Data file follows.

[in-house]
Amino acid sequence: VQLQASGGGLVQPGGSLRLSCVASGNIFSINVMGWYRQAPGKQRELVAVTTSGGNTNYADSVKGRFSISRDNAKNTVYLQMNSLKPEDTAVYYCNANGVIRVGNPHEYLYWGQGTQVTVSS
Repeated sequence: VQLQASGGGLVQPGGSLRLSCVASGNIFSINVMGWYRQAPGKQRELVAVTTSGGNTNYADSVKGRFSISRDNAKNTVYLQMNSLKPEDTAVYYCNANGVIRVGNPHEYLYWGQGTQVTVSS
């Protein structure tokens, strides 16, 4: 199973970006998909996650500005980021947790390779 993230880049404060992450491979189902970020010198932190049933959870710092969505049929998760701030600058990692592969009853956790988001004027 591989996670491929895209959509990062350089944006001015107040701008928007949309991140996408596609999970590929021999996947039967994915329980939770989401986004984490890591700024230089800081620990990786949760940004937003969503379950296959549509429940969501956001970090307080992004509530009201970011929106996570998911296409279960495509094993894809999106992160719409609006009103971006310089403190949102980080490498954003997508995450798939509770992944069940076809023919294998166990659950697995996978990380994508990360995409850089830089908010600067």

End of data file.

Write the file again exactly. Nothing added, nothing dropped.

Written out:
[in-house]
Amino acid sequence: VQLQASGGGLVQPGGSLRLSCVASGNIFSINVMGWYRQAPGKQRELVAVTTSGGNTNYADSVKGRFSISRDNAKNTVYLQMNSLKPEDTAVYYCNANGVIRVGNPHEYLYWGQGTQVTVSS
Repeated sequence: VQLQASGGGLVQPGGSLRLSCVASGNIFSINVMGWYRQAPGKQRELVAVTTSGGNTNYADSVKGRFSISRDNAKNTVYLQMNSLKPEDTAVYYCNANGVIRVGNPHEYLYWGQGTQVTVSS
């Protein structure tokens, strides 16, 4: 199973970006998909996650500005980021947790390779 993230880049404060992450491979189902970020010198932190049933959870710092969505049929998760701030600058990692592969009853956790988001004027 591989996670491929895209959509990062350089944006001015107040701008928007949309991140996408596609999970590929021999996947039967994915329980939770989401986004984490890591700024230089800081620990990786949760940004937003969503379950296959549509429940969501956001970090307080992004509530009201970011929106996570998911296409279960495509094993894809999106992160719409609006009103971006310089403190949102980080490498954003997508995450798939509770992944069940076809023919294998166990659950697995996978990380994508990360995409850089830089908010600067």